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Question – You had been the ‘Man of the Series’ in Nairobi.
Answer – Ya, sadly (laughs).
That’s how this dialog started, which moved like a drive chopping by means of the roads within the hills — touching the peaks when ‘success’ was the topic and hitting the depths of a valley on the point out of ‘disappointment’. But by no means did Vijay Bharadwaj, who proudly calls himself a “failed cricketer”, let it have an effect on the spirit in his voice.
The abstract of Vijay’s recollection of his worldwide profession, lasting simply three Tests and 10 ODIs, can simply be present in Oscar Wilde’s well-known phrases: “Success is a science; if you have the conditions, you get the result.”
Vijay’s profession is a reflection of that, however solely within the context of his restricted days in worldwide cricket, when ‘circumstances’ failed to help his endeavour. The Karnataka cricketer, coach and commentator would cease anybody making an attempt to paint his cricket life primarily based solely on these 13 video games in India colors.
“I was not new to the scene,” Bharadwaj started by introducing himself, particularly to any 21st-century cricket fan who seemed again at him and what he achieved like a flash within the pan.
“I came into the Ranji Trophy team in 1993-94. That’s when we had the best of the teams in the country, with legends like Anil Kumble and Rahul Dravid, Javagal Srinath, Venkatesh Prasad, Sunil Joshi — six or seven legendary cricketers.”
The sweat Vijay broke within the 1990s to get into the Indian crew may very well be felt in his voice and additionally within the credentials he put collectively in bullet factors.
“From ’93 to ’99, ít was the best period for our state, and I was one of the highest run-getters for Karnataka, almost all the time when we won the Ranji Trophy. We won three Ranji Trophy titles in the period. To play one final is in itself a big thing, but to play three Ranji Trophy finals and to get three hundreds in Ranji Trophy finals is nothing short of some achievement, I guess.” Bharadwaj advised TimesofIndia.com.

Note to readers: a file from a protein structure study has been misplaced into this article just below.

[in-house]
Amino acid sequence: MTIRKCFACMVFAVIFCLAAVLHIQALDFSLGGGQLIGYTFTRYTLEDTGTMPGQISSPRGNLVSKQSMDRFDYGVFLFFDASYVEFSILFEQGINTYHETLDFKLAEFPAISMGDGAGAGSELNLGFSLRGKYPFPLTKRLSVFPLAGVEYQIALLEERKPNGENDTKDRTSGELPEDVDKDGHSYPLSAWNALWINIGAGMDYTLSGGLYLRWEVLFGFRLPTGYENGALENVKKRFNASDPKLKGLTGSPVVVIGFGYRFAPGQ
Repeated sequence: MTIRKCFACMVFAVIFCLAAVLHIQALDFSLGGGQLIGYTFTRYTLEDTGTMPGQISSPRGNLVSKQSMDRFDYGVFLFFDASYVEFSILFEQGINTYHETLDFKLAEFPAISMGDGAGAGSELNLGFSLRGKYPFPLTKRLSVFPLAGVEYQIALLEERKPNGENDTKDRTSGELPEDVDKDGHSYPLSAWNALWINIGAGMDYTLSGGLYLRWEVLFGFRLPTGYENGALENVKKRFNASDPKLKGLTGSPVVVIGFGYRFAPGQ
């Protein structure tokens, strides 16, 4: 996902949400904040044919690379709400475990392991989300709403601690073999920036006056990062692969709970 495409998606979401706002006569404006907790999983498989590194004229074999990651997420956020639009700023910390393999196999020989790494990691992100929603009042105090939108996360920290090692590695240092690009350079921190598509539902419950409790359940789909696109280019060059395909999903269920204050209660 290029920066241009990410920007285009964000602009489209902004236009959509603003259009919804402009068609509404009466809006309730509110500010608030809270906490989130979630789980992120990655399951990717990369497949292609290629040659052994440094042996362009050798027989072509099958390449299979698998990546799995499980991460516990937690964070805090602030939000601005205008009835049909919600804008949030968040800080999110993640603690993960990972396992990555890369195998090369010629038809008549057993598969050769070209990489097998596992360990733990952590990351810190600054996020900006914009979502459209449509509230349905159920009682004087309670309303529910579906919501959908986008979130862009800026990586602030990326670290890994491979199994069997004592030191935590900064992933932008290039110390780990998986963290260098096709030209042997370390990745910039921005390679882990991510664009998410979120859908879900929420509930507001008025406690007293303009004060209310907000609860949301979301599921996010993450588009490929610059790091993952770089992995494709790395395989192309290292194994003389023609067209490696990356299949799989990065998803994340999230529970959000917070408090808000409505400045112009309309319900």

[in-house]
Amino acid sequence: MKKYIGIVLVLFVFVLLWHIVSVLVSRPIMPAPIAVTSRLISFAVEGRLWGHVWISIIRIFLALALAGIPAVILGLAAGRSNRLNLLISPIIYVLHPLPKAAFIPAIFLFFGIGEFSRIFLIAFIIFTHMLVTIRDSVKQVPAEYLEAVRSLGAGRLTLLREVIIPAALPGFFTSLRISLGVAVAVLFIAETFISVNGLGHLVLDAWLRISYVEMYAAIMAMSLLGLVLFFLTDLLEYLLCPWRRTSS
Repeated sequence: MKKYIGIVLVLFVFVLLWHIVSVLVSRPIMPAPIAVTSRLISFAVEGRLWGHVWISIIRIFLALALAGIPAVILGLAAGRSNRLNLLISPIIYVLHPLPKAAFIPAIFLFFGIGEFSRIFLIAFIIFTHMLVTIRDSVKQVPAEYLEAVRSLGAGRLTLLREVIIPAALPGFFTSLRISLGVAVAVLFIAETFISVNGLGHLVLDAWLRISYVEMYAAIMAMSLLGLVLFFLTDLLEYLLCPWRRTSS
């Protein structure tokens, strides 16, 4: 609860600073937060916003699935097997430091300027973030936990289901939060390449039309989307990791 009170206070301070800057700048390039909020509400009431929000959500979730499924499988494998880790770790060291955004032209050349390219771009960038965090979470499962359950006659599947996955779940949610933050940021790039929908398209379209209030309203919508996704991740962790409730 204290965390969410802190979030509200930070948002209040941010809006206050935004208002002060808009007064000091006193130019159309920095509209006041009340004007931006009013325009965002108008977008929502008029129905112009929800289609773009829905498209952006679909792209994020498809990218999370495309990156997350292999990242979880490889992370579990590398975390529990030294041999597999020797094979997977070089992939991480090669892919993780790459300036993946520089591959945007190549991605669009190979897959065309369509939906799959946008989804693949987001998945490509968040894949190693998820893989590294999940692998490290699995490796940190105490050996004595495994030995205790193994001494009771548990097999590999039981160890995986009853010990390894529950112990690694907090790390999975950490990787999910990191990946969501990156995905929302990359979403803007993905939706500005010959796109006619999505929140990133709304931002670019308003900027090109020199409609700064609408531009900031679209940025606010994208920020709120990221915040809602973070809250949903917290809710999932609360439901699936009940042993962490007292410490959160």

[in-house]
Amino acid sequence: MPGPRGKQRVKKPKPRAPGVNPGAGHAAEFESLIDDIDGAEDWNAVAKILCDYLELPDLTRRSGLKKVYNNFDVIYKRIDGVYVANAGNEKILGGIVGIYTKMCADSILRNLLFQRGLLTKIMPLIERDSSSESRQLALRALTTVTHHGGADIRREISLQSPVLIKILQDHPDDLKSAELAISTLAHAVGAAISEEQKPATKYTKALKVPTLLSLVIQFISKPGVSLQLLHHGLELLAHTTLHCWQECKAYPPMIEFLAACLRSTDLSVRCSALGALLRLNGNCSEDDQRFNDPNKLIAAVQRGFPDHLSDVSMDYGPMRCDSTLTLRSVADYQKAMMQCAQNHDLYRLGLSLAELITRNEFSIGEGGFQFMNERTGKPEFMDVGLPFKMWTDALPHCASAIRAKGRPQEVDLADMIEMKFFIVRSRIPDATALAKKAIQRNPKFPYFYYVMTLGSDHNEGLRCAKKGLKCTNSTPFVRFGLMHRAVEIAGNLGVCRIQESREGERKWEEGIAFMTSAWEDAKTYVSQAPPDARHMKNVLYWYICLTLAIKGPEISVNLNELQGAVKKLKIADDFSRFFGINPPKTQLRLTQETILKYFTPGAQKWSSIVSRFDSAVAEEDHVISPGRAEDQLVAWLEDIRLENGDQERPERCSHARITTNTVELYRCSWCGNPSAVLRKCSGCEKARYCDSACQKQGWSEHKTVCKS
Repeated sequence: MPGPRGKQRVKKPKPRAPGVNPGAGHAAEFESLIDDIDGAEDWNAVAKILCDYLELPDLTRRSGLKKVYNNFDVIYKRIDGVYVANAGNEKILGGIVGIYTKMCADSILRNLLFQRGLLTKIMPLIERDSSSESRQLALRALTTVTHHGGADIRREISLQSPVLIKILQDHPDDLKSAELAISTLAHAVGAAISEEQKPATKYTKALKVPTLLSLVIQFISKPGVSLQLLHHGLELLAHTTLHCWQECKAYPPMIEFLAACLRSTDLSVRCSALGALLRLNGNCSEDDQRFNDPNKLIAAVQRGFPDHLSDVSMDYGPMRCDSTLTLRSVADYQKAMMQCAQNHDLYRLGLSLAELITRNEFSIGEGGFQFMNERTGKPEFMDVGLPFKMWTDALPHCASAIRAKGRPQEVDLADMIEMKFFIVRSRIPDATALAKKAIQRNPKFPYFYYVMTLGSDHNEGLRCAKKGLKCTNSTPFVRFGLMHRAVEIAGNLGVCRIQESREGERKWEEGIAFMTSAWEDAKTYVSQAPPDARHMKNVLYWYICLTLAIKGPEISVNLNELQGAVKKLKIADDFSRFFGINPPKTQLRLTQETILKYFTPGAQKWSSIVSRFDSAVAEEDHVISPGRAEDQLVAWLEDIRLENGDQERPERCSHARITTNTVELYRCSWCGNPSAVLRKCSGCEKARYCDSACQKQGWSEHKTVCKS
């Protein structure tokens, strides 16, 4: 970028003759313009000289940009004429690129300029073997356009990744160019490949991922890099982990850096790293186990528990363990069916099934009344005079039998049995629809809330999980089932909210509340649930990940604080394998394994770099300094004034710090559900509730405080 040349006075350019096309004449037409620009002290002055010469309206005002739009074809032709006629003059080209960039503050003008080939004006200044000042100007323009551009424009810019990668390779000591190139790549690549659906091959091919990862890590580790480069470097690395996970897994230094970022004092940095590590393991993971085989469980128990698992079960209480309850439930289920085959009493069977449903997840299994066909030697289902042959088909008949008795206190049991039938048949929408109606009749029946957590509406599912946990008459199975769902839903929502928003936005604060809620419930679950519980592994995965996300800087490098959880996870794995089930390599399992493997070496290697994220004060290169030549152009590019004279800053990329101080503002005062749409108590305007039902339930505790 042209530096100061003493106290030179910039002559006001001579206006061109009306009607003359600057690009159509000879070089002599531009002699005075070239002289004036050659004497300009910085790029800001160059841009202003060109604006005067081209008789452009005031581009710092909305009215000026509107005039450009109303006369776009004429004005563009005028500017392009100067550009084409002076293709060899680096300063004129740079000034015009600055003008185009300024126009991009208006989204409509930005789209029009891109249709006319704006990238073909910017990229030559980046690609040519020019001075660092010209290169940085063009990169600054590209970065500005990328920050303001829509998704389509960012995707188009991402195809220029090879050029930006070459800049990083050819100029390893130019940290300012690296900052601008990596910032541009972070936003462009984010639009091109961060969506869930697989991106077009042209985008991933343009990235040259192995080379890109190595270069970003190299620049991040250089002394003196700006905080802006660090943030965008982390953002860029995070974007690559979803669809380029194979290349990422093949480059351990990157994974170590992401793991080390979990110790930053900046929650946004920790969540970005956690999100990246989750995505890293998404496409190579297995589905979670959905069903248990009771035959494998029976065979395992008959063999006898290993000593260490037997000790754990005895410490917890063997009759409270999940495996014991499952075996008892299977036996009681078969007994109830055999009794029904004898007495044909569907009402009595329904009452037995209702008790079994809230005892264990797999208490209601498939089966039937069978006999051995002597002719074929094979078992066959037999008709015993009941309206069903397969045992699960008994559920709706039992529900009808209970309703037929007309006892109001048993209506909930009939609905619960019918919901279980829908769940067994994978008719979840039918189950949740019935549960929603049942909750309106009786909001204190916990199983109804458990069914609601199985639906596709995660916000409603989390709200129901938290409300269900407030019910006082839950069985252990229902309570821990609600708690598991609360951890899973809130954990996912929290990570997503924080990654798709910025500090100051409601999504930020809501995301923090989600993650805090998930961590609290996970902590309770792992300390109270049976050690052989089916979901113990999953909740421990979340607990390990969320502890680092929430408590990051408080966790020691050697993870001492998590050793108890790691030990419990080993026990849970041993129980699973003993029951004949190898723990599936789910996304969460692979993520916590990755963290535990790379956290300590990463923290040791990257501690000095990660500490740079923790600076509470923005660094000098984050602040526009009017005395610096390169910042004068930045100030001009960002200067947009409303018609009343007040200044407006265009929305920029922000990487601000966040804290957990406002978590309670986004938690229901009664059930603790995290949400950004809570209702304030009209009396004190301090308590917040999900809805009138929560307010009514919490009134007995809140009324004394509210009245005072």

He rounded off that introduction with the point out of his first-class report for Karnataka that also stands.
“1280 runs in a season for Karnataka. That’s how I got into the Indian team.”
THE PEAK
In 1999, the bespectacled Bharadwaj began plying his commerce for India as a batting allrounder who may bowl greater than helpful off-spin. He was the seventh man from Karnataka to make the nationwide lower in that prolific period for the state.
Bharadwaj turned out to be the trump card for India in his debut sequence — the four-nation LG Cup in Nairobi in 1999. India misplaced the ultimate to South Africa, however Bharadwaj caught everybody’s consideration with his 10 wickets and 89 runs in 4 ODIs.

It gained him the ‘Man of the Series’ award. The excellent instance of a ‘dream begin’.
“The transition and the gap was too huge. You are straight away playing in front of a crowd of one lakh or billions of eyeballs on TV. How do you handle that pressure? You need to be a little lucky to get the kind of break that I had. I was really high on confidence because I trusted my batting,” the 44-year-old recalled.
Bharadwaj’s subsequent appointment was in opposition to New Zealand at dwelling, and his restricted overs numbers stored bettering, particularly in bowling.
“There also, in the one-day series, I was the highest wicket-taker. Nobody even knows that.”
THE LOWS